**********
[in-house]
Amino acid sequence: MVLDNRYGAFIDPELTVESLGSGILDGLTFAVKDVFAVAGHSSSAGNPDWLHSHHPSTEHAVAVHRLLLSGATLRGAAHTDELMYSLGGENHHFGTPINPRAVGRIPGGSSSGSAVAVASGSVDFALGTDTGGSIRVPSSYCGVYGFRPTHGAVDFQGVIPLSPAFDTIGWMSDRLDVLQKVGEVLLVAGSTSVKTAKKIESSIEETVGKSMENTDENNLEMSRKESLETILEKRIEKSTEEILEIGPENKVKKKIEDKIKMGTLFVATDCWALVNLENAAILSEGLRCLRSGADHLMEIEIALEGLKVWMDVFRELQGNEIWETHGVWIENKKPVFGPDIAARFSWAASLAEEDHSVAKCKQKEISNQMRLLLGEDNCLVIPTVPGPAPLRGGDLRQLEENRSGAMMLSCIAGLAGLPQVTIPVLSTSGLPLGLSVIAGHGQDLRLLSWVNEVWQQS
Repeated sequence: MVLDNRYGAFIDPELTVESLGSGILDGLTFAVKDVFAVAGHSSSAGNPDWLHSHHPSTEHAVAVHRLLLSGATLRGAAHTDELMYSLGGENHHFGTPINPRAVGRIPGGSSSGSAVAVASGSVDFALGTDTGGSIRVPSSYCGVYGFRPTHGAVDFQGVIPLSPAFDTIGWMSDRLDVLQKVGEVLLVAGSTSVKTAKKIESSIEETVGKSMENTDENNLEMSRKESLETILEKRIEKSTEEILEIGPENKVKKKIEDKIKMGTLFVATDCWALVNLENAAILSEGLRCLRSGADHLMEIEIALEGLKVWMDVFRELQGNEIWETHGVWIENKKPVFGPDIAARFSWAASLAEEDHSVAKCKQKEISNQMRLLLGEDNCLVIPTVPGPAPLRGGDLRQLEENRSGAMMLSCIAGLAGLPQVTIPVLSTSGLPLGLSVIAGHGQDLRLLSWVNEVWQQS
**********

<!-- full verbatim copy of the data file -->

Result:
[in-house]
Amino acid sequence: MVLDNRYGAFIDPELTVESLGSGILDGLTFAVKDVFAVAGHSSSAGNPDWLHSHHPSTEHAVAVHRLLLSGATLRGAAHTDELMYSLGGENHHFGTPINPRAVGRIPGGSSSGSAVAVASGSVDFALGTDTGGSIRVPSSYCGVYGFRPTHGAVDFQGVIPLSPAFDTIGWMSDRLDVLQKVGEVLLVAGSTSVKTAKKIESSIEETVGKSMENTDENNLEMSRKESLETILEKRIEKSTEEILEIGPENKVKKKIEDKIKMGTLFVATDCWALVNLENAAILSEGLRCLRSGADHLMEIEIALEGLKVWMDVFRELQGNEIWETHGVWIENKKPVFGPDIAARFSWAASLAEEDHSVAKCKQKEISNQMRLLLGEDNCLVIPTVPGPAPLRGGDLRQLEENRSGAMMLSCIAGLAGLPQVTIPVLSTSGLPLGLSVIAGHGQDLRLLSWVNEVWQQS
Repeated sequence: MVLDNRYGAFIDPELTVESLGSGILDGLTFAVKDVFAVAGHSSSAGNPDWLHSHHPSTEHAVAVHRLLLSGATLRGAAHTDELMYSLGGENHHFGTPINPRAVGRIPGGSSSGSAVAVASGSVDFALGTDTGGSIRVPSSYCGVYGFRPTHGAVDFQGVIPLSPAFDTIGWMSDRLDVLQKVGEVLLVAGSTSVKTAKKIESSIEETVGKSMENTDENNLEMSRKESLETILEKRIEKSTEEILEIGPENKVKKKIEDKIKMGTLFVATDCWALVNLENAAILSEGLRCLRSGADHLMEIEIALEGLKVWMDVFRELQGNEIWETHGVWIENKKPVFGPDIAARFSWAASLAEEDHSVAKCKQKEISNQMRLLLGEDNCLVIPTVPGPAPLRGGDLRQLEENRSGAMMLSCIAGLAGLPQVTIPVLSTSGLPLGLSVIAGHGQDLRLLSWVNEVWQQS